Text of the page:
Young Iranian Skateboarders Defy Western Sanctions – And the Result Is Beautiful


Working out of a scrappy, gray-walled space with the words "Welcome to Javad's skatepark" spray-painted in a corner, 27-year-old Iranian engineer and skateboard enthusiast Mohammad Javad (MJ) Rahimi painstakingly manufactures handmade skateboard decks out of his home in Tehran. One of approximately 100 skateboarders in Iran, Rahimi was eager to invite professional skateboarders to explore and discover the small but vibrant skating community in the conservative country.

Image Credit: Vimeo/Visualtraveling.

As a country that isn't usually associated with skating, it's easy to see why German videographer Patrik Wallner and his eight-man skateboarding crew would be drawn to skate and film in Iran. Often seen and portrayed as closed off from the rest of the world, western media and the global audience have an appetite for seeing what life is like "behind the veil" – often times showing surprise at just how, well, normal life is in Iran.

The Persian Version, a beautiful, 30-minute film shot and edited by Patrik Wallner, however, isn't your typical Iran story. Rather than highlighting young Iranian skaters through the overused (and patronizing) "they're just like us" narrative, the video focuses on the shared passion and determination of local skaters.

Following the crew of professional skaters as they zig-zag their way across the conservative country, the video is the latest skate documentary in Wallner's "Visualtraveling" series exploring Iran, Azerbaijan, Georgia and Turkey, as experienced by the eight-man skateboarding crew.

Capturing stunning footage of skaters rolling, gliding and carving their way through the streets of Tehran, this video captures the region in a unique way. The skaters navigate through the city's busy streets, back alleys, parks and public locations, including one of Tehran's state-funded skateparks and Azadi Square, all while doing kickflips and tricks.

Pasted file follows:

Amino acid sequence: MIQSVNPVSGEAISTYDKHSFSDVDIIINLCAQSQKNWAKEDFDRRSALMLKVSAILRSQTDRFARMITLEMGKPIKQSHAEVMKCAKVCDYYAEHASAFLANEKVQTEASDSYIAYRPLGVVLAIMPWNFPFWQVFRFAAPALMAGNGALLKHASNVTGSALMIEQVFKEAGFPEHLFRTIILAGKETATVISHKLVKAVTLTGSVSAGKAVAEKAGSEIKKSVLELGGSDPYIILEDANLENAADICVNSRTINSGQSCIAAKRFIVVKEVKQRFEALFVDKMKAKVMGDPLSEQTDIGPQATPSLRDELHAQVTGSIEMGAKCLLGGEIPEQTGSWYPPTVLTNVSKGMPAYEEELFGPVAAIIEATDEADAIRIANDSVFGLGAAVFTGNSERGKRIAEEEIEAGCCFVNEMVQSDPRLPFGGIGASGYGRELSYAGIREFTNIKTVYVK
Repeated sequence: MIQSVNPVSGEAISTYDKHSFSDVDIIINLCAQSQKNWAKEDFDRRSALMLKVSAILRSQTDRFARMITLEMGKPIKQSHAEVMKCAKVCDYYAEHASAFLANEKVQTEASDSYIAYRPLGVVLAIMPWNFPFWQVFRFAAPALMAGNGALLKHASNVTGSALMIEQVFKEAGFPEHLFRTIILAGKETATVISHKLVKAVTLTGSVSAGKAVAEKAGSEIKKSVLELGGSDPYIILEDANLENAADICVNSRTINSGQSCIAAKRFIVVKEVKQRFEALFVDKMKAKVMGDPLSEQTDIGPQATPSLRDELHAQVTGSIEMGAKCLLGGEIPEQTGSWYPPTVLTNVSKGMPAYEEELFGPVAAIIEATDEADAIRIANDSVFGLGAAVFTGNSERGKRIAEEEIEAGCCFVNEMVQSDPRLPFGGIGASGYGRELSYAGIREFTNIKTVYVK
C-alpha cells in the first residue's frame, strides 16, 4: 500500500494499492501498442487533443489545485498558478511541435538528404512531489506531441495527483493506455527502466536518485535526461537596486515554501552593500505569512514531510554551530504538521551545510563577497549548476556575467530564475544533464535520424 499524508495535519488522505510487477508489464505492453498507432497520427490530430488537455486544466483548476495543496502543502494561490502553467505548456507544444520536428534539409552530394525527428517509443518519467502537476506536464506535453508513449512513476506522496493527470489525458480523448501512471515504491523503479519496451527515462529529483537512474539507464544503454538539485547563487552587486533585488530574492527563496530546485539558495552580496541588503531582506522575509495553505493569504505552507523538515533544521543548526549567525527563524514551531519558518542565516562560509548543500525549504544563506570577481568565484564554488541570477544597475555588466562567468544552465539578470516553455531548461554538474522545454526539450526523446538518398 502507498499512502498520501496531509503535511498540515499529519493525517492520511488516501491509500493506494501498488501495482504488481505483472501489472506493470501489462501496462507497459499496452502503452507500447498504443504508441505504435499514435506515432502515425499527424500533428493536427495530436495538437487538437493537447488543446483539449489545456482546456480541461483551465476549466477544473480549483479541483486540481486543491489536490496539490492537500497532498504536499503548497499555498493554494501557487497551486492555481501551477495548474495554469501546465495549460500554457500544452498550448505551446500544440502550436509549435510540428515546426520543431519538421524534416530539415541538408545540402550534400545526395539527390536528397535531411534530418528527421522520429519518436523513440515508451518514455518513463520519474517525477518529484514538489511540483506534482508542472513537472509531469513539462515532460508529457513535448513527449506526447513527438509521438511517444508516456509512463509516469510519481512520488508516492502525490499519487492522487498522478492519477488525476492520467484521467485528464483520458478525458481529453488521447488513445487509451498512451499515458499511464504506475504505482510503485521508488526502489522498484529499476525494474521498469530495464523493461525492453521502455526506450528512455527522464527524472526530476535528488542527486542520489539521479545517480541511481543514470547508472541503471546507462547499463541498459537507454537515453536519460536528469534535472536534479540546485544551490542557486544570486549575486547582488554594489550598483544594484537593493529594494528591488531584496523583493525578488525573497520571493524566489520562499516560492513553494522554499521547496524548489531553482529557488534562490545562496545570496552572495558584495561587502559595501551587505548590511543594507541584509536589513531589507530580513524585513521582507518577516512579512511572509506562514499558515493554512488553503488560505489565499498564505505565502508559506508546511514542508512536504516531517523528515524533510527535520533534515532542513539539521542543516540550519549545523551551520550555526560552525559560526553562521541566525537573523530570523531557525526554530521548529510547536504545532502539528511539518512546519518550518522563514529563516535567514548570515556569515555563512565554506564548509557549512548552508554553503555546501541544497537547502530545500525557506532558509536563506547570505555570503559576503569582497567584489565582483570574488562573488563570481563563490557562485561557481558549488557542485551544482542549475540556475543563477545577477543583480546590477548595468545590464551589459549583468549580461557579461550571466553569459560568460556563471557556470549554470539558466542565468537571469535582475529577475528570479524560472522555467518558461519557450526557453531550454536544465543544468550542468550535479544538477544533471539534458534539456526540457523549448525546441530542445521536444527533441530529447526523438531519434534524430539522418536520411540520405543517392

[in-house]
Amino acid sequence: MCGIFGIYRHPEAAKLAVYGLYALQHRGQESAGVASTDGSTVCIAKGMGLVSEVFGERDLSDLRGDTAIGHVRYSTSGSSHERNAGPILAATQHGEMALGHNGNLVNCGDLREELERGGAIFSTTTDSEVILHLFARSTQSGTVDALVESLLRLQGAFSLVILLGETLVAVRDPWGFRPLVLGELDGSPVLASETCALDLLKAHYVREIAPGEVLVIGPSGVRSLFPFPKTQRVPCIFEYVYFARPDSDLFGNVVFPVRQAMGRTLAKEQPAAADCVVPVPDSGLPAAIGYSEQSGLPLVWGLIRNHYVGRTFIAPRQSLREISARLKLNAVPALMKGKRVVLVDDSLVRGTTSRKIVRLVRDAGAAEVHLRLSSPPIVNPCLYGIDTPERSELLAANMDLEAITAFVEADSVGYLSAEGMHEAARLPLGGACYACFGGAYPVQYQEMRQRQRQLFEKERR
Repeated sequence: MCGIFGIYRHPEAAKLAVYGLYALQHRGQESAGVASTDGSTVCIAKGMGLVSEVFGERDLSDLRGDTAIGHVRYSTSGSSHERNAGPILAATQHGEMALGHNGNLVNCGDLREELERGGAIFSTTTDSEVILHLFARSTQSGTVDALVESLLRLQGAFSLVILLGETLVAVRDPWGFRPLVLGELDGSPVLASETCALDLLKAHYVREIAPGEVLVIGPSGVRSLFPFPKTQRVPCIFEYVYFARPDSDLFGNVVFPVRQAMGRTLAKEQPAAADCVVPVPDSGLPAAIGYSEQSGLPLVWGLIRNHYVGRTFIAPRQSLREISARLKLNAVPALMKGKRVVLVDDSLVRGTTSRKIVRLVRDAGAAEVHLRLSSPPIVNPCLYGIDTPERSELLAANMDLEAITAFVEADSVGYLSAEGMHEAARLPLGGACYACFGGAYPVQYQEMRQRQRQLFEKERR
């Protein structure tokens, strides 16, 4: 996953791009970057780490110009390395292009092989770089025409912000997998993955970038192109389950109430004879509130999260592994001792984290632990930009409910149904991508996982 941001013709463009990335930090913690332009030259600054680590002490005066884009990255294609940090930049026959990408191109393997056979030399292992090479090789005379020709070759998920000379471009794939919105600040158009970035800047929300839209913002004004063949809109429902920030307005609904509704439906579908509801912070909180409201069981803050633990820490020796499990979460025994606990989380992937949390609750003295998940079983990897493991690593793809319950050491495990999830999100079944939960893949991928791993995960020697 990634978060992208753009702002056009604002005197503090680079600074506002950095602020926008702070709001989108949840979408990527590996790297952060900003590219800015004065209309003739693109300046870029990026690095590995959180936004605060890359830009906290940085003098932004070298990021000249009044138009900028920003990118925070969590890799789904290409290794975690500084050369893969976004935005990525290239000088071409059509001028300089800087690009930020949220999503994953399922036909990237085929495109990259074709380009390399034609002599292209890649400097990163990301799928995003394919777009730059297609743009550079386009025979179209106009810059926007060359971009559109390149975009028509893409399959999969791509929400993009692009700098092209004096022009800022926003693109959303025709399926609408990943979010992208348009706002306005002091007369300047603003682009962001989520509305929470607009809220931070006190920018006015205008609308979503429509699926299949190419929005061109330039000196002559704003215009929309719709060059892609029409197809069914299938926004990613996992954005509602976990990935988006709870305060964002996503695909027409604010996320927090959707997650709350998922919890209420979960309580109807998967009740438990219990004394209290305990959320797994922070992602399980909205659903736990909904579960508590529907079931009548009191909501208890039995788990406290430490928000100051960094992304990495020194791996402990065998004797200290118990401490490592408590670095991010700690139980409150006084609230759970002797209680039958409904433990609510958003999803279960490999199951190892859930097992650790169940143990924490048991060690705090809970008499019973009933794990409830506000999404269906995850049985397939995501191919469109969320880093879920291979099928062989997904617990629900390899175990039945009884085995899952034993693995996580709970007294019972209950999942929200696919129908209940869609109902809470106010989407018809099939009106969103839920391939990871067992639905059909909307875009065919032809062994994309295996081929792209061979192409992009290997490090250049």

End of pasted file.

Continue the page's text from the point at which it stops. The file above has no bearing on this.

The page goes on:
Image Credit: Vimeo/Visualtraveling.

"Iran is under sanctions right now and it’s really hard for them to import anything from the West," said Kenny Reed, one of the skaters in the video. "This kind of put the skaters in a position where they were forced to figure out a way to make their own boards. If they didn’t have MJ making those boards, I couldn’t see the scene getting any bigger at all."

The United States and other countries have imposed several international sanctions on Iran in response to the country's prohibited nuclear activities over the years, targeting its key energy and financial sectors. Iran's once vibrant tourism sector has also suffered due to the country's political and economic isolation, as well as warnings from western governments.

Although all crew members managed to secure tourist visas to Iran, the Iranian government refused to allow the two U.S. citizens to skate anywhere outside designated skateparks in the country. The non-Americans, on the other hand, were free to skate across and test out the region's urban topography with a guide's supervision. 

Image Credit: Vimeo/Visualtraveling.

Despite the visa glitches, however, the crew shared some tricks that their Iranian comrades had never seen in person, interacting with them and filming them through the perspective that they share a common passion for skating, rather than viewing them as "others" to be observed and studied. "They're doing [a] nollie hardflip noseslide," said skateshop owner Alireza Ansari in the video. "It's fucking sexy, you know ... I only ever saw that in videos." One Iranian skater even rode a skateboard made entirely of stainless steel instead of a wooden deck.

In addition to providing another reason for people outside of Iran to rethink and evaluate their perspective of life in the country and the mood on the ground, this video highlights the universality of and deep passion for a sport that was, in the 1970s, often associated with a rebellious youth subculture in the West. It also captures the beauty and need to sometimes focus on the universal nature of something — whether it be a passion, skill or idea — that translates and resonates beyond boundaries, politics and even culture.

"You've got to really be loving it, maybe even more than we do, to really stick to it, especially given the lack of governmental and social support for skating in Iran," said French skater Michael Mackrodt, one of the skaters on the trip. "I find it really touching."